Video game consultant Rami Ismail was a bit sleepy in an early morning meeting, until his client said something particularly strange: “I’m really just looking for a way to get my game its Bigolas Dickolas moment.”
“I had to absolutely wake up very fast to politely find a way to explain I had no idea what they meant,” Ismail told TechCrunch.
Earlier this week, a fan account for the anime series “Trigun” tweeted emphatically that everyone must immediately buy “This Is How You Lose the Time War,” a queer, dystopian time travel novella published in 2019. The tweet garnered 10 million impressions, and enough people took the advice from this anime fan — whose display name is “bigolas dickolas wolfwood” — that the novella shot up the charts to No. 3 on Amazon’s book list. No, not sci-fi Amazon, or queer-time-travel-romance Amazon. It is the No. 3 book out of literally every book on Amazon because of an anime fan named “bigolas dickolas.” Per Amazon’s charts, the book is selling better than Dr. Seuss’ “Oh the Places You’ll Go” and recent Pulitzer Prize-winner Barbara Kingsolver’s “Demon Copperhead.”
Amal El-Mohtar and Max Gladstone, the co-authors of the book, sounded downright giddy when we talked on the phone Wednesday afternoon. Their novella was already relatively successful among sci-fi fans, winning the coveted Hugo and Nebula awards when it came out. In El-Mohtar’s words, “it achieved the dream of being a midlist book.” Now, almost four years later, it’s extremely abnormal for a book to get a second wind of sales like this.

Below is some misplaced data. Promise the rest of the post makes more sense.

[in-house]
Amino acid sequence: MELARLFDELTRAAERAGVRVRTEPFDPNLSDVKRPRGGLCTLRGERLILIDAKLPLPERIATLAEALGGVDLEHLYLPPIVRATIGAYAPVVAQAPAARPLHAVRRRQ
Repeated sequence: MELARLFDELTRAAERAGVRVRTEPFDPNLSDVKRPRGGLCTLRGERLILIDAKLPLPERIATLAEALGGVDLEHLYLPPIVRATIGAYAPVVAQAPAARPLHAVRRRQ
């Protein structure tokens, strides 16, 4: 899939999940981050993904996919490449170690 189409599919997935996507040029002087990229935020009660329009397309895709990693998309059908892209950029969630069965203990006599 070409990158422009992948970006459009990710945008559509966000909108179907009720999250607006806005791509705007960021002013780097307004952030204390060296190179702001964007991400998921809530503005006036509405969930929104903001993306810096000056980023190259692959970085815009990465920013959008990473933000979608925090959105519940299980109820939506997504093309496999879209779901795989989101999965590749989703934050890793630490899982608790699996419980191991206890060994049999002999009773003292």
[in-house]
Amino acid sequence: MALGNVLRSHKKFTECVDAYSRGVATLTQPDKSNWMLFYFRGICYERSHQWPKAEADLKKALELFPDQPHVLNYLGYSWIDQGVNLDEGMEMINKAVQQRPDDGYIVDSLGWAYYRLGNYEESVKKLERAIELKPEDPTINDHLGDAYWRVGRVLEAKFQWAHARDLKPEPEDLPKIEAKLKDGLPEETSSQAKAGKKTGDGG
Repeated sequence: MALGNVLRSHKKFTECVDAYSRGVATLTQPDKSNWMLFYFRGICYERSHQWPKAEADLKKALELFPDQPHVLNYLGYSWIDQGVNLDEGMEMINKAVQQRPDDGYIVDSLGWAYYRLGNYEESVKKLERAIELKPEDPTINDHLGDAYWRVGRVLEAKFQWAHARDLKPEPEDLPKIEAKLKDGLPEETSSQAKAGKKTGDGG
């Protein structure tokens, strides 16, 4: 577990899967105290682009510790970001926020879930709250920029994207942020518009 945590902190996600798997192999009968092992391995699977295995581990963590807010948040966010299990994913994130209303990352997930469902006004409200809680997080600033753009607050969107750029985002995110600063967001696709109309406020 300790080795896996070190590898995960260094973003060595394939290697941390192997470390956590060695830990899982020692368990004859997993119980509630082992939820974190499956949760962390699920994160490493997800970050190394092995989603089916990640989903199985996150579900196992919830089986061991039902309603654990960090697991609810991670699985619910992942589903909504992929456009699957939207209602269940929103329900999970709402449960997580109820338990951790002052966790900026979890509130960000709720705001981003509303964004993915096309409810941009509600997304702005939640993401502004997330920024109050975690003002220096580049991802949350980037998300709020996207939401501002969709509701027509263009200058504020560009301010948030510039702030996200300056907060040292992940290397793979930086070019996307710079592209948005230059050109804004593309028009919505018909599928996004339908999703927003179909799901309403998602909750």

“I really think a huge part of why [the tweet] hit the way it did was that there’s no link,” El-Mohtar said. “It’s just the book cover, and the follow up tweet engaged in that kind of stan violence of like, ‘grabbing you by the throat, you must do this thing.”
Among its existing fanbase, “Time War” is beloved for being more like a long-form, epistolary poem than a piece of fiction — but El-Mohtar and Gladstone found bigolas dickolas wolfwood’s tweet to be gorgeous in its own right.
“It’s a beautifully written tweet,” Gladstone told TechCrunch. “It’s a grand swell of Twitter rhetoric… the way it’s constructed, the use of cases, the use of stan violence…”
“Yes!” interjected El-Mohtar. “There’s a poetry to it!”
BookTok — a community on TikTok that talks about books — has revolutionized the publishing industry. Madeline Miller, who blurbed “Time War,” published “The Song of Achilles” in 2012 with an initial run of 20,000 copies. The book, a queer retelling of a story from “The Iliad,” went viral on BookTok in 2021, and has now sold more than 2 million copies. Writers like Emily Henry, Colleen Hoover and Taylor Jenkins Reid have experienced similar success, defying the standards of book publishing.
But Twitter is normally not a useful place to sell books.
“When you think of a book going viral, it’s usually on TikTok, and it’s because everyone is talking about it,” said Kelsey Weekman, an internet culture reporter who reads around 400 books per year. “For this book to have immediately blown up because of one single tweet… I don’t think I’ve ever seen that before, especially not since BookTok.”